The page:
∎ A Russian guided aerial bomb slammed into the Kharkiv region city of Kupiansk, killing three civilians, Gov. Oleh Syniehubov said on Telegram.

∎ Denmark will send 45 tanks purchased in cooperation with other countries to Ukraine, Danish Defense Minister Troels Lund Poulsen said Tuesday.

∎ North Korean leader Kim Jong Un returned home from a six-day trip to Russia, where he met with Putin. Foreign experts suggest the two countries were trying to reach arms transfer deals in violation of U.N. Security Council resolutions.

Almost 50 Ukrainian children transported to Belarus

Nearly 50 Ukrainian children from occupied territories have arrived in Belarus, Russia's closest ally, Belarusian media reported Tuesday.

The 48 children came from the Donetsk, Luhansk and Zaporizhzhia provinces, three of the four regions Russia illegally annexed last year. The minors were seen in photos posted on the Belarus state news agency Belta holding the country's red and green flag while being flanked by police.

Ukraine has accused Moscow of kidnapping thousands of its children and indoctrinating them in Russian culture. In March, the International Criminal Court issued arrest warrants for Putin and his commissioner for children's rights, Maria Lvova-Belovafor, charging them with war crimes for the forcible removal of Ukrainian children.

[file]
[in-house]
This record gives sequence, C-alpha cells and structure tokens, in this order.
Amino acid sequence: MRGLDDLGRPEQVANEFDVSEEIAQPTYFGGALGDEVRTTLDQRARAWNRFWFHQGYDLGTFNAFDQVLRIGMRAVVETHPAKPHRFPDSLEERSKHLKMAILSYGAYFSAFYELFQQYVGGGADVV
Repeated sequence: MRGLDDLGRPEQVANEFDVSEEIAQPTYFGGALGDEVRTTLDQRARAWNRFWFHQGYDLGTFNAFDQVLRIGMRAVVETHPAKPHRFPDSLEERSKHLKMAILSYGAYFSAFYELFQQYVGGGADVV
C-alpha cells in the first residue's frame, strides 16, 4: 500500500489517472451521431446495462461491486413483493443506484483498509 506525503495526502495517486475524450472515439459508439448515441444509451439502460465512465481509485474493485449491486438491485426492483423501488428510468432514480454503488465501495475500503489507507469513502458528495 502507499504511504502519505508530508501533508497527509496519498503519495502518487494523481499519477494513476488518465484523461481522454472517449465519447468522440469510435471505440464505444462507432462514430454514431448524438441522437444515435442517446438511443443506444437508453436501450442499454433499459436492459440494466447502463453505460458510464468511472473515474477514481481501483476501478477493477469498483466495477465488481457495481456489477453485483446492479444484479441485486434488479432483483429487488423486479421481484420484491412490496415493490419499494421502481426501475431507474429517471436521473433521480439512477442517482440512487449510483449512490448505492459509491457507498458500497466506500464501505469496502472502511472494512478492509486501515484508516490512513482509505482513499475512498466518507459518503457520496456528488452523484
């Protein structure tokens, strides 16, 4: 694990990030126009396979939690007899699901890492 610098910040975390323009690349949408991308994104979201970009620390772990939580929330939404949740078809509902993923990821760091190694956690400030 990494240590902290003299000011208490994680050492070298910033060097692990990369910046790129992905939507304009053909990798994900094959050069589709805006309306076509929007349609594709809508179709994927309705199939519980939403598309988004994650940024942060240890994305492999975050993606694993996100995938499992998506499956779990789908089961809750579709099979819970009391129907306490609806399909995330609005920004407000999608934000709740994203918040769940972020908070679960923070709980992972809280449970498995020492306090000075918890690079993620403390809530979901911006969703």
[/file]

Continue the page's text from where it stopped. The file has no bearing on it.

Belarusian authorities did not say whether the newly arrived children were orphans or were removed from their parents without their consent, a charge previously levied by opposition figures and denied by government officials.

Ukraine's Black Sea shipping corridor working − for now

Ukraine's new shipping corridor in the Black Sea has so far allowed two cargo ships to arrive at the country and one of them to sail away with 3,000 tons of wheat toward Turkey. Whether this represents the new way for Ukraine to export its grain remains uncertain.

The Palau-flagged Resilient Africa, which along with fellow bulk carrier Aroyat docked in southern Ukraine's Chornomorsk port over the weekend, reached Romania's waters Tuesday evening, the New York Times reported. That makes it the first grain-carrying vessel to safely leave a Black Sea port in Ukraine since Russia withdrew in July from a nearly yearlong deal that allowed the exportation of Ukrainian agricultural products.

Since then, Russia has threatened hostile action against any ships in the Black Sea headed for Ukraine, contending they might be carrying military equipment. The temporary corridor seeks to establish safe passage on a route close to the coast before getting into the waters of Romania and Bulgaria, both of which are NATO members.

That doesn't guarantee the strategy will work.